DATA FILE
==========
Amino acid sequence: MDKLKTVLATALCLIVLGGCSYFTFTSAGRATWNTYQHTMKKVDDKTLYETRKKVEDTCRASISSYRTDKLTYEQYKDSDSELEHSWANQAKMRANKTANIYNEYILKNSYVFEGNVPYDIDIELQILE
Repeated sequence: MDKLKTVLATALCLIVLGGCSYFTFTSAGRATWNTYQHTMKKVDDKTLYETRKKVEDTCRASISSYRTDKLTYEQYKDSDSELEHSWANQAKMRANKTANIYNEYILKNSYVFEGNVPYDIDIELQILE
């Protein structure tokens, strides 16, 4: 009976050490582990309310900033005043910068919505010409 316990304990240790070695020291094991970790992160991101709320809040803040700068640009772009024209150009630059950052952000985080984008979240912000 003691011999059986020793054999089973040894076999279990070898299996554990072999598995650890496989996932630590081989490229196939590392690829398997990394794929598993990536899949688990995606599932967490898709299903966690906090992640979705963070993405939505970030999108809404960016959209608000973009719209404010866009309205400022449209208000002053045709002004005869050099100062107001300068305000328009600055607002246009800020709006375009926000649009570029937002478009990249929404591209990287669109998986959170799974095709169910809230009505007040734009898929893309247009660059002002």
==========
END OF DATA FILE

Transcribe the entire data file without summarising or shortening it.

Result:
Amino acid sequence: MDKLKTVLATALCLIVLGGCSYFTFTSAGRATWNTYQHTMKKVDDKTLYETRKKVEDTCRASISSYRTDKLTYEQYKDSDSELEHSWANQAKMRANKTANIYNEYILKNSYVFEGNVPYDIDIELQILE
Repeated sequence: MDKLKTVLATALCLIVLGGCSYFTFTSAGRATWNTYQHTMKKVDDKTLYETRKKVEDTCRASISSYRTDKLTYEQYKDSDSELEHSWANQAKMRANKTANIYNEYILKNSYVFEGNVPYDIDIELQILE
């Protein structure tokens, strides 16, 4: 009976050490582990309310900033005043910068919505010409 316990304990240790070695020291094991970790992160991101709320809040803040700068640009772009024209150009630059950052952000985080984008979240912000 003691011999059986020793054999089973040894076999279990070898299996554990072999598995650890496989996932630590081989490229196939590392690829398997990394794929598993990536899949688990995606599932967490898709299903966690906090992640979705963070993405939505970030999108809404960016959209608000973009719209404010866009309205400022449209208000002053045709002004005869050099100062107001300068305000328009600055607002246009800020709006375009926000649009570029937002478009990249929404591209990287669109998986959170799974095709169910809230009505007040734009898929893309247009660059002002």